“Americans are a restless people, a mobile people, never satisfied with where they are as a matter of selection.”
After our excitement about food and our dismay over gas, the next important thing was to find a bank that would let us withdraw money from our account in the UK. This turned out to be surprisingly difficult. ATMs in the States didn’t recognize our card as a debit card; apparently the chip-and-pin system was too much for them, and they would spit the card out with instructions to contact our card provider. After a few panicky attempts at different ATMs and one nervous phone call to our bank in Scotland, we realized the problem was not that all our money had mysteriously disappeared, but that the machines themselves were unable to access our account information overseas. We didn’t want to carry around one big wad of cash, because that plus the car plus our general air of good-natured confusion was likely to make us an obvious target. We needed to find a bank that could accommodate our strange foreign card.
That bank was Wells Fargo, which got its start 150 years ago transferring mail from the civilized East to the wild West, and later offering banking services to the gold miners of California. Their heavily armed stagecoaches predated the famous Pony Express and were one of the first links between America’s geographical and cultural extremes. At the time, they were considered more reliable than the US Postal Service and prided themselves on the courtesy and honesty of their employees. This turned out to be true of their modern incarnation as well.
Once we figured out that this particular bank could handle the strangeness of our little blue debit card, we learned to pull off the highway every time we saw one. The sight of one of their red and yellow signs, with the iconic stagecoach and team of horses, became as welcome as the sight of an old friend. We still weren’t able to use the ATMs outside the bank; we had to go in and talk to an actual human being. Strange for us in this age of digital everything. But it turned out to be both a pleasant chance to chat and a good source of information about the local area.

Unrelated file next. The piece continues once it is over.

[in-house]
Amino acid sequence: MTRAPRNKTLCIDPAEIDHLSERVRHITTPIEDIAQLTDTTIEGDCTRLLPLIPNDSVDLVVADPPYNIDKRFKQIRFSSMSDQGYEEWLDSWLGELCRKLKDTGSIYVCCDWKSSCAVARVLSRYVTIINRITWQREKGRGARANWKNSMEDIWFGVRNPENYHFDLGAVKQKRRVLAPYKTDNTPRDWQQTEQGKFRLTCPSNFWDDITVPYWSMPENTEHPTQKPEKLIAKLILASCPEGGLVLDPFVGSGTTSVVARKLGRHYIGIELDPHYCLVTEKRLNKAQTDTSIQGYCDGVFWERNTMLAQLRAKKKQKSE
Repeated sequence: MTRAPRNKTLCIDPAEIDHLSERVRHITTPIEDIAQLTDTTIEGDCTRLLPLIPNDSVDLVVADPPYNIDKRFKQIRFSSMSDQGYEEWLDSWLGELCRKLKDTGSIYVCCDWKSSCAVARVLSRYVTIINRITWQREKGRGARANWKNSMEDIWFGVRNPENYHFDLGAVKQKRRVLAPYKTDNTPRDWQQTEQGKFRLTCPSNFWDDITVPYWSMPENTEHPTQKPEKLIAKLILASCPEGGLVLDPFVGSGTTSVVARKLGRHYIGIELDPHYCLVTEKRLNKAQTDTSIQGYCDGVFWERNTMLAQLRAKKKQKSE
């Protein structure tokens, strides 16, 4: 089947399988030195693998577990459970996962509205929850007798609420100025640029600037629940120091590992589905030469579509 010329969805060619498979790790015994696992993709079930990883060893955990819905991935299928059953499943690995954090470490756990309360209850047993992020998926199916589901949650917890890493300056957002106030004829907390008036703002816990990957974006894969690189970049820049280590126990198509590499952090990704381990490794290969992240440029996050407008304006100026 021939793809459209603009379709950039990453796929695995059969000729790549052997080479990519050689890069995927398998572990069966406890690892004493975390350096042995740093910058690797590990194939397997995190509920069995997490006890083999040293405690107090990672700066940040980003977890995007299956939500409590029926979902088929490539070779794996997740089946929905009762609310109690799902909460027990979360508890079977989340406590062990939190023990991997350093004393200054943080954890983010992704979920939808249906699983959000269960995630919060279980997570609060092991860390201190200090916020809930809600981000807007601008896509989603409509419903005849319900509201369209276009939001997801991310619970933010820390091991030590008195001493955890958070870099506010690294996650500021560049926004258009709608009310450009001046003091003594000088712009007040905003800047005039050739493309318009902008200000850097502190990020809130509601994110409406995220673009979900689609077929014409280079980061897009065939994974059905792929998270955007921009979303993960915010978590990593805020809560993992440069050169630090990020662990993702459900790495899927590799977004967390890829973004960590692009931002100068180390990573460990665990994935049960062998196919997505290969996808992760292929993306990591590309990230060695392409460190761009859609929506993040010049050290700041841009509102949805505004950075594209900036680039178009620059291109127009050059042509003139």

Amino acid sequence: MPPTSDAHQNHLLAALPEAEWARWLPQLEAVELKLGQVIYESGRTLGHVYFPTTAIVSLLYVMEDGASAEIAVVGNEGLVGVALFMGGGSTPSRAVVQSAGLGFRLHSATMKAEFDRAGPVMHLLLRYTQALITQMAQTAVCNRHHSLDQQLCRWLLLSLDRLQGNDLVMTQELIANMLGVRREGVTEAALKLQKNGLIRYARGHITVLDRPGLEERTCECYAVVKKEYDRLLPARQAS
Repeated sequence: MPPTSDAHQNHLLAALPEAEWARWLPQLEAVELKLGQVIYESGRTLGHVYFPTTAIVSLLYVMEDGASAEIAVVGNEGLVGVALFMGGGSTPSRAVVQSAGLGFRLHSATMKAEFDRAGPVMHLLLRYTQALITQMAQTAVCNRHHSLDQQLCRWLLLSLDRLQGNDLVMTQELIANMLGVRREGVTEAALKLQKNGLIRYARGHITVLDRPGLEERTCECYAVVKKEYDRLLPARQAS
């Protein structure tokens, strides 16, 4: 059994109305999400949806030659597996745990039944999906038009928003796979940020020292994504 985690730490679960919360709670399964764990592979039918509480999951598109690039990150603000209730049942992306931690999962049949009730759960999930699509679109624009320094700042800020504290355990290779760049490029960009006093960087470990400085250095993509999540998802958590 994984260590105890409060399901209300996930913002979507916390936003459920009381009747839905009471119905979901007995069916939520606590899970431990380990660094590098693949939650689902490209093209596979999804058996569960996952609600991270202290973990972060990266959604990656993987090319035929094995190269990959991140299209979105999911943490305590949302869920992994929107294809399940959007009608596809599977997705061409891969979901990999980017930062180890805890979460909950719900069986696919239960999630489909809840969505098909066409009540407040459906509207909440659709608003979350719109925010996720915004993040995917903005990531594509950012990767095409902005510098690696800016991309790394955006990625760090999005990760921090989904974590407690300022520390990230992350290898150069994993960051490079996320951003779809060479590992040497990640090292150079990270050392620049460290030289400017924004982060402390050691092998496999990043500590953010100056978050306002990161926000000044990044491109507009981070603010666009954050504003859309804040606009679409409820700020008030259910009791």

The tellers we encountered were the financial world’s counterpart to TJ, genuinely friendly people who actually seemed to enjoy talking to their customers. This was a far cry from many of our experiences in European banks, where the customer is an annoyance to be disposed of as quickly as possible, with as few words as possible, and preferably given as little money as possible. The system required us to make a cash advance off of our card, and this strange transaction always elicited a series of questions from the teller: “So where are you from? What brings you here? Where are you going?” There was always a sense of fascination in encountering two Americans who chose to live elsewhere. “Wow! Scotland? What’s that like? Don’t you miss America?” There was also, as Steinbeck discovered on his trip, a sense of envy mixed in with the questions. “Wow! I wish I could just pick up and travel like that.” “I’ve never been outside of the country; I’d like to go. Maybe someday.”
At the outset of our trip, we wondered whether Americans still felt this desire to be elsewhere. The wanderlust Steinbeck knew so well in himself was something he also encountered in others as he began to prepare for his journey. His neighbors, his son’s friends, strangers he met along the way, all demonstrated a sense of longing for the unknown, the open road, the mystery over the next horizon. But these phrases had become clichés, stereotypes of an American past, and we were no longer sure if they were an accurate reflection of the American present. We wondered whether people had become more wedded to place, to home, to a job and a role and a set of material goods, the combination of which would kill that spirit of adventure and wanderlust that has characterized America from the Pilgrims to the pioneers, from the cowboys in the American West to the beatniks of the 1950s and the hippies of the 1960s. Is it as prevalent in 2012 as it was in 1960?
Steinbeck wondered whether it was genetic, something inherited from the spirit of the restless immigrants whose progeny we are. In the words of one of Steinbeck’s interlocutors, “Lord, I wish I could go.” And Steinbeck replied, “You don’t even know where I’m going.” The rejoinder: “I don’t care. I’d like to go anywhere.” (21-22)
That spirit of adventure still infects the descendents of people who crossed unknown wildernesses in covered wagons, who hopped freight trains without knowing their destinations, or hitchhiked across the continent, trusting in the kindness of strangers. Fifty years later, it is true of us and many others.